Unions representing U.S. farmworkers, many of whom are immigrants and guest workers, escalated their push for safer working conditions during the pandemic with a lawsuit against Washington state.

The United Farm Workers and Familias Unidas por la Justicia accused regulators of failing to do enough to protect workers from exposure to the coronavirus contagion.

The complaint alleges that the state’s departments of Health and of Labor and Industries “have produced garbled, non-mandatory ‘Fact Sheets’ that have both grower and farmworker advocates confused, stuck in neutral and wasting precious time while increasing numbers of farmworkers labor and live in conditions that imperil their lives.”

The suit, filed Thursday morning in Skagit County Superior Court, seeks an injunction requiring the agencies to expedite and toughen their oversight through emergency rulemaking.

“We are aware of this issue and the office has been working with stakeholders on it before the suit was filed,” Gov. Jay Inslee’s press secretary, Mike Faulk, said in an email. “Our efforts continue.”

Food producers from farms to processing plants are grappling with the need to keep people fed while safeguarding their workers. They also have to comply with broader containment efforts such as travel restrictions that squeeze the supply of migrant workers they count on. Washington is the top apple-producing state and a major supplier of staples including wheat, potatoes and dairy.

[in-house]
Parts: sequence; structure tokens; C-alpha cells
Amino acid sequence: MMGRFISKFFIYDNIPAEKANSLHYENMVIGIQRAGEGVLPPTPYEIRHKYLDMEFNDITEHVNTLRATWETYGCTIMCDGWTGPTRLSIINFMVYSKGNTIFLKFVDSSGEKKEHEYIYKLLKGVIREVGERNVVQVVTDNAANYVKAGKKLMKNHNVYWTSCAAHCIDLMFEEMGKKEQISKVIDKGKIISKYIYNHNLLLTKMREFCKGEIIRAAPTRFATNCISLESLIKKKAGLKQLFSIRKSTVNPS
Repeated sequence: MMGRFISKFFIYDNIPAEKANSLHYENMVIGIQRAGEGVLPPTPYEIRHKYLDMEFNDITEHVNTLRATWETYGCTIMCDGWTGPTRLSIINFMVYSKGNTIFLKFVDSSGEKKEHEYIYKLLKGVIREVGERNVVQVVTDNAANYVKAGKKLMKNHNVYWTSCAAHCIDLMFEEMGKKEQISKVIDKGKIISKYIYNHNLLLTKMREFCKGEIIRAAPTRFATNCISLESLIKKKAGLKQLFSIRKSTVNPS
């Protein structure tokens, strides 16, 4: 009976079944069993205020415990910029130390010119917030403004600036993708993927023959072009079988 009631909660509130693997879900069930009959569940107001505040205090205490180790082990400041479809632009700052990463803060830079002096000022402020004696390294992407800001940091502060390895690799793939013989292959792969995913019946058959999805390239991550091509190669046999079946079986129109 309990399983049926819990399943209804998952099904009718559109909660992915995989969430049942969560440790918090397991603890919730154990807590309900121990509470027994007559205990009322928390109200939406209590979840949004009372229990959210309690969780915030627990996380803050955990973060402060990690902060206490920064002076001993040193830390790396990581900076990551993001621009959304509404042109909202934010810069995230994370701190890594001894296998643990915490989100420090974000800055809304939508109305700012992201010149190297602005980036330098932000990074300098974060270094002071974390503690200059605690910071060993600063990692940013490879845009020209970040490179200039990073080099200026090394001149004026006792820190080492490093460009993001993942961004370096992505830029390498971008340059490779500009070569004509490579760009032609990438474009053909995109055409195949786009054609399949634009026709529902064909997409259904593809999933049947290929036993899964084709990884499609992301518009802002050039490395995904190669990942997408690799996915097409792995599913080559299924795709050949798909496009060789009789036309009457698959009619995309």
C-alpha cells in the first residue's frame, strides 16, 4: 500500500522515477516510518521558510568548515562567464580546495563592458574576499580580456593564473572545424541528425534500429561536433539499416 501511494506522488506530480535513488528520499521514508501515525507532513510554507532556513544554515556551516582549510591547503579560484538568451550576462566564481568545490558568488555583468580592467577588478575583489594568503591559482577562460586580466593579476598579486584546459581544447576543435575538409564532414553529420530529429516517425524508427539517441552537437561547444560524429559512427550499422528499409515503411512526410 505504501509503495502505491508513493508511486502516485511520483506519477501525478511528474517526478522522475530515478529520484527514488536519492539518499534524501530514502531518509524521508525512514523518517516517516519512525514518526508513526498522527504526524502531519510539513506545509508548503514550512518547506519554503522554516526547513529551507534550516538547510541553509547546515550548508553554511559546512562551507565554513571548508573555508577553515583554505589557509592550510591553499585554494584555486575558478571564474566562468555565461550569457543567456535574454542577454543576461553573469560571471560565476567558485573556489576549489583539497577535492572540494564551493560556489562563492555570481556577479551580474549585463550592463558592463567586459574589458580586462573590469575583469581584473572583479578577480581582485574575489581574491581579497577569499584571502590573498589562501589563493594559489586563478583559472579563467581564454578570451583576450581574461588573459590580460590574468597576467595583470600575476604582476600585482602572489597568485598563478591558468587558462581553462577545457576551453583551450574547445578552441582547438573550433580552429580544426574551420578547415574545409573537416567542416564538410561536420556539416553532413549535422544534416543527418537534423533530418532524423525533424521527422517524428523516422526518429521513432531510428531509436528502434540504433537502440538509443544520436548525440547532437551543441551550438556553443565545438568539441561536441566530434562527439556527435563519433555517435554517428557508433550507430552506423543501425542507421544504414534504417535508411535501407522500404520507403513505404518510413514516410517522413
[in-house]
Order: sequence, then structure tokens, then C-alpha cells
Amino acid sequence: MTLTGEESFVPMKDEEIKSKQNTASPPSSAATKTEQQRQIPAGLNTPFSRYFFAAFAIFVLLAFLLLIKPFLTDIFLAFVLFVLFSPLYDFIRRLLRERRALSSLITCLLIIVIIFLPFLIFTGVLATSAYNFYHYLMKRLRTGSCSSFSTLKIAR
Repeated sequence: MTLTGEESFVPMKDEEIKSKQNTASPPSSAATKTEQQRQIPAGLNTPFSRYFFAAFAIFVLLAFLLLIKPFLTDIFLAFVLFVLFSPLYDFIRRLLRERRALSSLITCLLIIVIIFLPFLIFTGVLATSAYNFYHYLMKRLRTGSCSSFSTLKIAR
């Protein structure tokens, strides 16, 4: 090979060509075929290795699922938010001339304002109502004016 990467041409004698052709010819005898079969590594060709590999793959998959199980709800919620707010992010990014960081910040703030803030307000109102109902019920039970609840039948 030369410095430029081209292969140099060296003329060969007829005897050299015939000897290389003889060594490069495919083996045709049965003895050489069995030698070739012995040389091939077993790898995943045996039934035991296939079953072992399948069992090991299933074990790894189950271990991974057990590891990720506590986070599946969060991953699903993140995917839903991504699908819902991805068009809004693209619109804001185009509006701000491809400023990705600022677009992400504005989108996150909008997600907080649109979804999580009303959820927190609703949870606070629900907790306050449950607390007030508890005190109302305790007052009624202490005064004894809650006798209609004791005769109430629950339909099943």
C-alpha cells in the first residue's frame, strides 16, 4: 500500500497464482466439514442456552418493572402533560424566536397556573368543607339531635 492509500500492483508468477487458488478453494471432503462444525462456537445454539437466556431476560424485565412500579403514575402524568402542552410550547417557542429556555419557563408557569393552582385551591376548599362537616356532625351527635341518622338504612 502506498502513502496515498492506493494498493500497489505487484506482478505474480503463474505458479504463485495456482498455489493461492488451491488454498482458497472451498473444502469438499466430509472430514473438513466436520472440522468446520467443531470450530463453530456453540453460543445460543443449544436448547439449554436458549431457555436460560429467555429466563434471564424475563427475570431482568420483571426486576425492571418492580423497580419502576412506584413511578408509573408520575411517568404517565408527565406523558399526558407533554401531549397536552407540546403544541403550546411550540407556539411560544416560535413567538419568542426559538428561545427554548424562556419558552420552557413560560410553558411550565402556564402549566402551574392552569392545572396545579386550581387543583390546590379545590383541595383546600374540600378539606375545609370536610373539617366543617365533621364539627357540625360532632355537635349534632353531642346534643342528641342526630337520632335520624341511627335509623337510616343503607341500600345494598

Advocates say agricultural employees are at particular risk during the pandemic because many stay in overcrowded temporary housing facilities and often don’t have access to adequate hand-washing facilities.

“Lack of enforceable rules regarding social distancing, protective face masks, access to soap and water, and to environmental cleaning allows conditions to continue in which virus can spread easily and quickly,” according to the complaint.

Washington’s health department faced criticism for issuing guidance last month that temporary worker housing facilities with a single room “should assign sick occupants to one side and occupants without symptoms to the opposite side.” The new lawsuit calls that guidance “egregiously dangerous” to farmworkers.

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